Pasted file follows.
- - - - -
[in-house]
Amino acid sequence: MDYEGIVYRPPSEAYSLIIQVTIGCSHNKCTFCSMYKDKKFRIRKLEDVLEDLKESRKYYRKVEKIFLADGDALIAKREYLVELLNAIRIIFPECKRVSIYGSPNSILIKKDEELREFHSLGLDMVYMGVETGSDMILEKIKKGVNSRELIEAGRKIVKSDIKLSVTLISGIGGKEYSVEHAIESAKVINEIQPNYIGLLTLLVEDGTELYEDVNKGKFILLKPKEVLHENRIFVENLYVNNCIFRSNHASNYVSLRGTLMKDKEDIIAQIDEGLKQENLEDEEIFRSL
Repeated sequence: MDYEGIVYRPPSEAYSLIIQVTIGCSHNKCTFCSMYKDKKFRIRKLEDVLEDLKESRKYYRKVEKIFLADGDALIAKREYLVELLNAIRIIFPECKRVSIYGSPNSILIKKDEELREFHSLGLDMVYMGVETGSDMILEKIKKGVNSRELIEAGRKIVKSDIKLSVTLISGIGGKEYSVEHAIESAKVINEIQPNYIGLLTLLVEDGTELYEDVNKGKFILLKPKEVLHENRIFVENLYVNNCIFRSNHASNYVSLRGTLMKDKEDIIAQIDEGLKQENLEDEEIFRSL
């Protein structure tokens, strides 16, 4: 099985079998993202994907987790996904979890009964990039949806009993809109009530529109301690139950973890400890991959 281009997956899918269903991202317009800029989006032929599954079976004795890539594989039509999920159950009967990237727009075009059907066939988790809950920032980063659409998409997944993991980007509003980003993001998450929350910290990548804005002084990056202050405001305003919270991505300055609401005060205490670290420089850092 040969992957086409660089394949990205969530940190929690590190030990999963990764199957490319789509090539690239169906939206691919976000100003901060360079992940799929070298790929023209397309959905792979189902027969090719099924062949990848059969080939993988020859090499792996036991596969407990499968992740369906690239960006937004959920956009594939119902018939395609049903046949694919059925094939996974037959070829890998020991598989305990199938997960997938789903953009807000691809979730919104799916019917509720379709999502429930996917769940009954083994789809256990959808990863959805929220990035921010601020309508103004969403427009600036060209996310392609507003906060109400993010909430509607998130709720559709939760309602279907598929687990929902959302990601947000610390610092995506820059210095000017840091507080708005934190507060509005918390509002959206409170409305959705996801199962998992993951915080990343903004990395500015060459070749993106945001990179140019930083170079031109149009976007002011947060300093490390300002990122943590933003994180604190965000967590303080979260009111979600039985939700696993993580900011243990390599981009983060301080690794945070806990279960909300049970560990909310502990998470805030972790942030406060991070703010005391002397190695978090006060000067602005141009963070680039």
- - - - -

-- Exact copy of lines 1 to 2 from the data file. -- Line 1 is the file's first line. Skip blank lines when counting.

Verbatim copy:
[in-house]
Amino acid sequence: MDYEGIVYRPPSEAYSLIIQVTIGCSHNKCTFCSMYKDKKFRIRKLEDVLEDLKESRKYYRKVEKIFLADGDALIAKREYLVELLNAIRIIFPECKRVSIYGSPNSILIKKDEELREFHSLGLDMVYMGVETGSDMILEKIKKGVNSRELIEAGRKIVKSDIKLSVTLISGIGGKEYSVEHAIESAKVINEIQPNYIGLLTLLVEDGTELYEDVNKGKFILLKPKEVLHENRIFVENLYVNNCIFRSNHASNYVSLRGTLMKDKEDIIAQIDEGLKQENLEDEEIFRSL